PMI Backs Off Yet Remains Stable in December 2021 Manufacturing ISM Report on Business
As 2021 recedes in the rearview mirror, most manufacturers are happy to see it go. While it was a strong year for the industrial economy, manufacturers dealt with their fair share of problems — including inflation, supply chain struggles, and the unpredictability of COVID-19 variants. Nevertheless, manufacturing persevered.
According to the December 2021 Manufacturing ISM Report on Business, manufacturers ended 2021 the same way they began: going strong. Both the January 2021 and December 2021 PMI registered 58.7, settling close to the 12-month average of 60.7. Industry was both strong and consistent, and December’s numbers lay the groundwork for the year ahead.
A closer look at the numbers
While the December PMI figure was only down 2.4 points from November, strong action within the report’s individual metrics hint at the volatility of 2021. Customers’ Inventories swung up 6.6 points, while Supplier Deliveries dropped off 7.3 points. Imports grew roughly a point, while Exports tapered off about half a point. New Orders and Production both fell, 1.1 and 2.3 points respectively, while Employment and Order Backlogs both rose roughly a point.
The biggest story of December’s report was the free-fall associated with prices. After riding historic highs for most of 2021, prices finally dropped back to earth, shedding 14.2 points at the close of the year. It’s a strong sign industry is moving in the right direction for 2022.
Early signs of supply chain improvement
The biggest headline in 2021 was, of course, supply chain disruptions. Supply chain problems caused delays, material scarcities, increased shipping costs, and a host of other lingering problems. Now, supply chains are showing signs of improvement, according to a new tool from the Fed: the Global Supply Chain Pressure Index.
The Global Supply Chain Pressure Index measures the current impact of supply chain disruptions. This barometer showed major spikes at the beginning of the pandemic before dropping in the summer of 2020 as world production started back up. It spiked again in winter 2020 due to the resurgence of COVID-19 cases, and has since continued to remain high.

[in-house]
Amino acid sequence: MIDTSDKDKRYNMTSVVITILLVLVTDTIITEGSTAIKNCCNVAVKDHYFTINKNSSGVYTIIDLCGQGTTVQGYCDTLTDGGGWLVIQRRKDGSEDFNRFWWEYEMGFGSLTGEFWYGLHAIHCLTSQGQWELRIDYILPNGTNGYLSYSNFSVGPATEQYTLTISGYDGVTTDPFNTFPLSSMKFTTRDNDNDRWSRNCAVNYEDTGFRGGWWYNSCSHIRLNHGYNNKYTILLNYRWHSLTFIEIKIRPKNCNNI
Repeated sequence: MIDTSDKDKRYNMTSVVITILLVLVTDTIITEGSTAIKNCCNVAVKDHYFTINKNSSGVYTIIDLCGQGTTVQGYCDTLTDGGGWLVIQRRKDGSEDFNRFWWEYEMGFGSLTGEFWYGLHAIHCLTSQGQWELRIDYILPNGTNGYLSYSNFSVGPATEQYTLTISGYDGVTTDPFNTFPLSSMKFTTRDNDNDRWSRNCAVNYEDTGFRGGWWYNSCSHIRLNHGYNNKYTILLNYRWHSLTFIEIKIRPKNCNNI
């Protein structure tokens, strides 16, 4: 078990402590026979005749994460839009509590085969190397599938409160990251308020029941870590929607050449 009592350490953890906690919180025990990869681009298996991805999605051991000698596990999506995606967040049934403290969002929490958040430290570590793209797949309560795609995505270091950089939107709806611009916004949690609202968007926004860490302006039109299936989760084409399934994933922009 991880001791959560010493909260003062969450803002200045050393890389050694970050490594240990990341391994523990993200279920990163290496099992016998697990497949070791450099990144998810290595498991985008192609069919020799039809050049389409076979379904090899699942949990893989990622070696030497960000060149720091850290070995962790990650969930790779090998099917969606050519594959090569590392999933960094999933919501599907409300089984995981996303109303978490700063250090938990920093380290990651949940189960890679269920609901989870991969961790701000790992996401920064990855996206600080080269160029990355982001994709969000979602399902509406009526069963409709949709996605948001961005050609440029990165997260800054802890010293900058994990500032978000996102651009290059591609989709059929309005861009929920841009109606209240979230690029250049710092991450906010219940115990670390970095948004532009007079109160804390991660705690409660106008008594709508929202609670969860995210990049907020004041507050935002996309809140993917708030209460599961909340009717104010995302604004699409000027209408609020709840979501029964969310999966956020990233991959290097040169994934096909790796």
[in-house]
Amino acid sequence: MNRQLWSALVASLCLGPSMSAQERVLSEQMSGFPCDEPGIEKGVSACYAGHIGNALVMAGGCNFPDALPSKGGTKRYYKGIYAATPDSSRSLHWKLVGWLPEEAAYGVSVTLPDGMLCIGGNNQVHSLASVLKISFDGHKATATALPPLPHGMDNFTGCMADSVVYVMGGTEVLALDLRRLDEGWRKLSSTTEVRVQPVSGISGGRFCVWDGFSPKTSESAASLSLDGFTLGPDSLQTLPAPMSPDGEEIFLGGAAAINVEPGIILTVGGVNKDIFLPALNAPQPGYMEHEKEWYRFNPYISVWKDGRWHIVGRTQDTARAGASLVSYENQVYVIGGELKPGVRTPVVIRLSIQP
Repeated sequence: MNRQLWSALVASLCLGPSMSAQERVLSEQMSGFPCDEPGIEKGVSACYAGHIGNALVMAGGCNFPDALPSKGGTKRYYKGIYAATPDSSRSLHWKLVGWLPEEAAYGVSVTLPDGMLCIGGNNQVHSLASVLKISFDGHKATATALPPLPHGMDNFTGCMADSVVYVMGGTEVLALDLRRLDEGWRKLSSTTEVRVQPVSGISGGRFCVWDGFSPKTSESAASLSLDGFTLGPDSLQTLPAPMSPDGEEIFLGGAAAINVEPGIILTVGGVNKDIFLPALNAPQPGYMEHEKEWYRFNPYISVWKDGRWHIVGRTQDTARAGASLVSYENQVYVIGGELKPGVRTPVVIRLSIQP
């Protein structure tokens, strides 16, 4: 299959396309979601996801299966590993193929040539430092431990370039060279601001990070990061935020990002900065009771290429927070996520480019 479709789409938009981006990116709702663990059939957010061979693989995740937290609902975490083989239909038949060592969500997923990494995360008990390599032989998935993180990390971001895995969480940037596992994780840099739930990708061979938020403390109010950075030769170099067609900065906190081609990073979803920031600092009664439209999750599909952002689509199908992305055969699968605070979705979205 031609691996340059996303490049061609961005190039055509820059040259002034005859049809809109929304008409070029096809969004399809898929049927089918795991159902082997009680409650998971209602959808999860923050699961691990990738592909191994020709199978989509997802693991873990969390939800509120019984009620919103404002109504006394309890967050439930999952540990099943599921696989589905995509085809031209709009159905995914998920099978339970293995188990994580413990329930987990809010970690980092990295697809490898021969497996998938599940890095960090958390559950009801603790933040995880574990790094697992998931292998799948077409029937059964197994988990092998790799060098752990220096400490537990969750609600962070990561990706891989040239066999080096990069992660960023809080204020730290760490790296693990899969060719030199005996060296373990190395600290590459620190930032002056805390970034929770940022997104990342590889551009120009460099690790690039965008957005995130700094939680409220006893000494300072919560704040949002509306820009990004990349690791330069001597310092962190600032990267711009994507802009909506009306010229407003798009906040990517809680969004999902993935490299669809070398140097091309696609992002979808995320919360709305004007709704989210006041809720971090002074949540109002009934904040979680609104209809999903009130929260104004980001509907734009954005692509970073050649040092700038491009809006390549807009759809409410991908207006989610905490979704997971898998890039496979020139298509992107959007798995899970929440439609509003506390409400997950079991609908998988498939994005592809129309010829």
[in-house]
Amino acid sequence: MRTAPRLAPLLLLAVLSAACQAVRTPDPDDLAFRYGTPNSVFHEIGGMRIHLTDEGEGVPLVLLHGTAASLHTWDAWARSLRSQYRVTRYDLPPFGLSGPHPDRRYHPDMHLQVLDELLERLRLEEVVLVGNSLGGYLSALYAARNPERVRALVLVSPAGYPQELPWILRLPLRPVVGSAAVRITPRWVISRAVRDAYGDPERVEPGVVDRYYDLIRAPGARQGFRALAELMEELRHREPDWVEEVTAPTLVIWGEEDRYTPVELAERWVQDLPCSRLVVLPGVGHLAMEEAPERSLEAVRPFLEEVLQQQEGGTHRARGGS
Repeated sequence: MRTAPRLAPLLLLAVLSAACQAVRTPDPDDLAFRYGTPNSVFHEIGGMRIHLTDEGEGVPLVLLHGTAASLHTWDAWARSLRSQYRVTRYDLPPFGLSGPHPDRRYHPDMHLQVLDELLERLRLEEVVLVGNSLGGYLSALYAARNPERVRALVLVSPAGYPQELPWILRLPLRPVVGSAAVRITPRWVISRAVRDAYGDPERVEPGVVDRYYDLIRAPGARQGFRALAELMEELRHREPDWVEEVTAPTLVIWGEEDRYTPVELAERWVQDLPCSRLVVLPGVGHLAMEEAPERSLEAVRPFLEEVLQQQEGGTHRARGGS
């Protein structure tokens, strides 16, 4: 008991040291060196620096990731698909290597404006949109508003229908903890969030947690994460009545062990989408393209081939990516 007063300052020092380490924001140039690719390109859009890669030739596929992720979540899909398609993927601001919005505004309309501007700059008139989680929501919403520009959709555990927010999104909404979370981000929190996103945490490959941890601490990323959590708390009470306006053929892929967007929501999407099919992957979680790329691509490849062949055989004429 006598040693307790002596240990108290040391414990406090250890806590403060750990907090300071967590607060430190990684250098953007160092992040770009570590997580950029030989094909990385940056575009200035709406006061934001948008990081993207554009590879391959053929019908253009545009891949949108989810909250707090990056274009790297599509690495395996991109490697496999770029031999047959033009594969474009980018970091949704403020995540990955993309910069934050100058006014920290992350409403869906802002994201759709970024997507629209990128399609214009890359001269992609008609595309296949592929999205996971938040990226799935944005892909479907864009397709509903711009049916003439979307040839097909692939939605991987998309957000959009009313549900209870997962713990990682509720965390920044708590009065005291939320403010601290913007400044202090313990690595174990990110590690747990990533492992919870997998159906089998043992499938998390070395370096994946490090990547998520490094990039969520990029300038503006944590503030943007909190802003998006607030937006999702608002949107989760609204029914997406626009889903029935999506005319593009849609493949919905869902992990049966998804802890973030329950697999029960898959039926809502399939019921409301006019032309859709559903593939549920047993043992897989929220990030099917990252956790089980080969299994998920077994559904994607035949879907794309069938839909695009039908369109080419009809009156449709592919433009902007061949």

But there’s good news on the horizon. The index’s latest readings suggest supply chain woes have reached their peak and may begin to level out in early 2022.
Labor concerns are keeping manufacturers up at night
With prices finally deflating and supply chains firming up, manufacturers have begun to turn their attention to the other significant hurdle of 2021: employment. Labor shortages continue to affect the industry as manufacturers’ struggle to find skilled workers.
Open manufacturing positions are at an all-time high, but there’s a persistent lack of available workers with the experience to tackle factory operations. This, coupled with increasing production demand, spells big problems for companies looking to regain their feet in 2022.
A strong year on the horizon
Despite last year’s myriad obstacles, the manufacturing sector came out of 2021 as strong as it entered. Now, with prices retracting and signs of supply chain improvement, there’s optimism for 2022. If manufacturers can overcome labor issues and restore their value stream stability, 2022 could be manufacturing’s year to flourish after the decade’s bumpy beginning.